Get the Ball to the Playmakers (including Tight Ends). People think because New England used two tight ends so effectively last year that Penn State is destined to do the same. While O'Brien has installed the "Y" and "F" tight end positions, the goal is not necessarily to get it to them a lot, but rather to get the ball to the playmakers. O'Brien wants to run a balanced offense, but if the best player is Silas Redd then you can expect Silas to be catching the ball in space a pretty good amount every game. O'Brien has said:

"We spread the ball around in this offense," O’Brien said. "People ask me about the tight ends over and over again, because of the success we had the last two years in New England. Every year is different, every team is different.

"But we’ll spread the ball to the tight ends, the receivers, the backs. Hopefully, it will be very balanced. The tight ends will be an important part of what we do and we will keep on developing them in training camp."

In the past Penn State's attempt to "get the ball to the playmakers" was to give Derrick Williams the ball on an end around...and that's about it. Now O'Brien is taking WR Bill Belton and making him the second string tailback, but still promising that he'll get plenty of passes thrown his way (think LeShon McCoy). At the college level, where the disparity between a team's best defensive player and their worst is probably pretty strong, having multiple viable options to move the ball is the key to taking advantage of good matchups and being able to win games.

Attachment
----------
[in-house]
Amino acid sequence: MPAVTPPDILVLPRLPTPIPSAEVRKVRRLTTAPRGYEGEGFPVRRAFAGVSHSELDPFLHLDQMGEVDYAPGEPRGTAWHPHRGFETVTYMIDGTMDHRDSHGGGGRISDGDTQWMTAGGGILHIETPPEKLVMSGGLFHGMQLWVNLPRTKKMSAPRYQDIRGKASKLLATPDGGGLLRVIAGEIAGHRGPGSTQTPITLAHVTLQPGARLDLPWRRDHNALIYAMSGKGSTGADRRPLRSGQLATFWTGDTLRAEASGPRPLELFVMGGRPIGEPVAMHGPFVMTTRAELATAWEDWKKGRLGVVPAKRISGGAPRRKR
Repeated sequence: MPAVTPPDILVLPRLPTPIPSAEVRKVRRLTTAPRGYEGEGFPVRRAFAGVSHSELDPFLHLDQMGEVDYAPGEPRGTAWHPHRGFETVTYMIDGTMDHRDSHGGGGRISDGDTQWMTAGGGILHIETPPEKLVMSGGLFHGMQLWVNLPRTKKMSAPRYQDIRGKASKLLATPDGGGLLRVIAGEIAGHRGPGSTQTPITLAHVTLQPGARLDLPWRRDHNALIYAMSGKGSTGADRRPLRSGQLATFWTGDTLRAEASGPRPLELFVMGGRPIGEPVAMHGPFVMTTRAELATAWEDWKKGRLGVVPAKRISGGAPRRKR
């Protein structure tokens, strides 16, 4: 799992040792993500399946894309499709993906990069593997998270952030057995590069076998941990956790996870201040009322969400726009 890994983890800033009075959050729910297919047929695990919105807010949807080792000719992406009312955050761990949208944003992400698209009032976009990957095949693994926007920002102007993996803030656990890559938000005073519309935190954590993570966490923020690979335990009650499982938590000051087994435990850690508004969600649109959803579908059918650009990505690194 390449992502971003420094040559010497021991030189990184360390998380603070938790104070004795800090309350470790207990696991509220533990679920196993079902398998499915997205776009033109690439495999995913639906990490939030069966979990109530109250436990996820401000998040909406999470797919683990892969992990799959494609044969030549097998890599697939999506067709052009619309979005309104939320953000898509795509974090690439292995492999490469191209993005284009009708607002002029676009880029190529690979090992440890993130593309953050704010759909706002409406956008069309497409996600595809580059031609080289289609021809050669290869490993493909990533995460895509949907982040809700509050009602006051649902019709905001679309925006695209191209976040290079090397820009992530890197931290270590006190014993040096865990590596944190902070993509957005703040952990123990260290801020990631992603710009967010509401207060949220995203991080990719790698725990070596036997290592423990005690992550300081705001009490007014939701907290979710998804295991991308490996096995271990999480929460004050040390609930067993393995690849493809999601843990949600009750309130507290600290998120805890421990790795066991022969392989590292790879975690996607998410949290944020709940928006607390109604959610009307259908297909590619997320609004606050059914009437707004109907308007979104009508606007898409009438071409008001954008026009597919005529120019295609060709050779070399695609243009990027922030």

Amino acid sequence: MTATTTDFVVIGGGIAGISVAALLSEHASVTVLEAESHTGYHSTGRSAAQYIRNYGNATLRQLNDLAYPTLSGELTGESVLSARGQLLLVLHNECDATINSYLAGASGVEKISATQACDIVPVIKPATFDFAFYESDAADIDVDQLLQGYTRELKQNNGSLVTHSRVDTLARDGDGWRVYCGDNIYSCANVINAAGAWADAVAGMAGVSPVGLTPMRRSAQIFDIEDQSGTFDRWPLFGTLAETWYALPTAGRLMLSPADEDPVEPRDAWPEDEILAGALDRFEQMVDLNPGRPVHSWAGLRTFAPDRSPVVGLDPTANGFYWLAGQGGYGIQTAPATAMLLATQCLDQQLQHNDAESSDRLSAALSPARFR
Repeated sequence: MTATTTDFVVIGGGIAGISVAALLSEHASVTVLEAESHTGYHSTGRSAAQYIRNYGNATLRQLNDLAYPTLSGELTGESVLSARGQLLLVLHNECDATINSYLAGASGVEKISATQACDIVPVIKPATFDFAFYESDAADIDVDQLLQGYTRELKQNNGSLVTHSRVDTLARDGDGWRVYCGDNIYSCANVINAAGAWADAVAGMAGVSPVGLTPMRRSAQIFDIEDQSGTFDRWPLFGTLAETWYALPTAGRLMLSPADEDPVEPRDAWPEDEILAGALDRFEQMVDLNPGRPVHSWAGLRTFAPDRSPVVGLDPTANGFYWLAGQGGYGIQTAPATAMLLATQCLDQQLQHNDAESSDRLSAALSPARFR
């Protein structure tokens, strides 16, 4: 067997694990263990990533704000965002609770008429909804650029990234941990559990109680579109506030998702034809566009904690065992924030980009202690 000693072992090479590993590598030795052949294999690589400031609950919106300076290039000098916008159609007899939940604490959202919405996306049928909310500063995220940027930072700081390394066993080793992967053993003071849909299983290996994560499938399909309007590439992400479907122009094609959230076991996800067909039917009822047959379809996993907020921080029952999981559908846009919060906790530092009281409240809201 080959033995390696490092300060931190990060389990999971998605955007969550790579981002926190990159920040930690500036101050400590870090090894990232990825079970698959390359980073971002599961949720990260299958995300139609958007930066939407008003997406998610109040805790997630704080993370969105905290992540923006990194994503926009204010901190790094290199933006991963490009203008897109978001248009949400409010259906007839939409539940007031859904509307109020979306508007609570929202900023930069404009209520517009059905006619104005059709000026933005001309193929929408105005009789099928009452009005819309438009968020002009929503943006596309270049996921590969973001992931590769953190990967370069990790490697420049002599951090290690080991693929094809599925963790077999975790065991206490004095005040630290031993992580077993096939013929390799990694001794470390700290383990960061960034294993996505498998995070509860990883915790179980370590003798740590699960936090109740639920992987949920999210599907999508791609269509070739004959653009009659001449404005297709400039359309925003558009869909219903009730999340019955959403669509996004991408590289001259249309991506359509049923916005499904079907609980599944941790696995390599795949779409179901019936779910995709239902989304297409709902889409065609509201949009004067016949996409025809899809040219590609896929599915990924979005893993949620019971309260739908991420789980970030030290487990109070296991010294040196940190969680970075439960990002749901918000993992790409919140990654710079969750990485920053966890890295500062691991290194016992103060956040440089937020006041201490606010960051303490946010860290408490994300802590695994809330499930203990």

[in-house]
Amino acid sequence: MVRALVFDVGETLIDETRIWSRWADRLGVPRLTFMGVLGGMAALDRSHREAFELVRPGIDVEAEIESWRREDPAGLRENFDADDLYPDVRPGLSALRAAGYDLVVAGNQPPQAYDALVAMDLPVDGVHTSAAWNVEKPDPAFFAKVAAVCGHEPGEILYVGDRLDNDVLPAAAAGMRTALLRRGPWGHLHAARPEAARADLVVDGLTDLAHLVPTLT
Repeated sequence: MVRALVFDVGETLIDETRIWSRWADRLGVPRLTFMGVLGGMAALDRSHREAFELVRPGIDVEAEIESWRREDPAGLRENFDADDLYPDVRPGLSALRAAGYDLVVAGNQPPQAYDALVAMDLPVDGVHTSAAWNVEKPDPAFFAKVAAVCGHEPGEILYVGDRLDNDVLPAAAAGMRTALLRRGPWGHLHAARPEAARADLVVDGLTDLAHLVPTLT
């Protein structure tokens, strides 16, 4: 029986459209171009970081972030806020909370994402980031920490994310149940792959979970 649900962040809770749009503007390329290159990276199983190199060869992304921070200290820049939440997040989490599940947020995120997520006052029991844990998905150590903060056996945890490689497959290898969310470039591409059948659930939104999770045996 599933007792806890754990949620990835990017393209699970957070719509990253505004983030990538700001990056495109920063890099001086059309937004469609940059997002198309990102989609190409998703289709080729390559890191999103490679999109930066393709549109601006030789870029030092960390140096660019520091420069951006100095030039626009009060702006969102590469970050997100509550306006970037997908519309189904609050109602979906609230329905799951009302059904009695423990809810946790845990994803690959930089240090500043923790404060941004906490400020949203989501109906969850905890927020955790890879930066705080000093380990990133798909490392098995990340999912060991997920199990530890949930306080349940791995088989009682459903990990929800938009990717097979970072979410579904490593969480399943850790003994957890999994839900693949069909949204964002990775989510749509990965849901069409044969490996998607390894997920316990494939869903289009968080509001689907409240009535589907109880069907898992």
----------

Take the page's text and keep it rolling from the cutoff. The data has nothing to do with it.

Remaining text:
I'm one of many Penn State fans very excited to see O'Brien's new offense coming to life in State College. We've always been very proud of our traditions on defense, and now there is hope that with the implementation of a lot of these modern concepts that the offense will begin to have some consistently noteworthy success of it's own. Penn State fans are thirsty (parched? dessicated?) to see something new on offense. After last year, O'Brien has the luxury that there really is no where to go but up.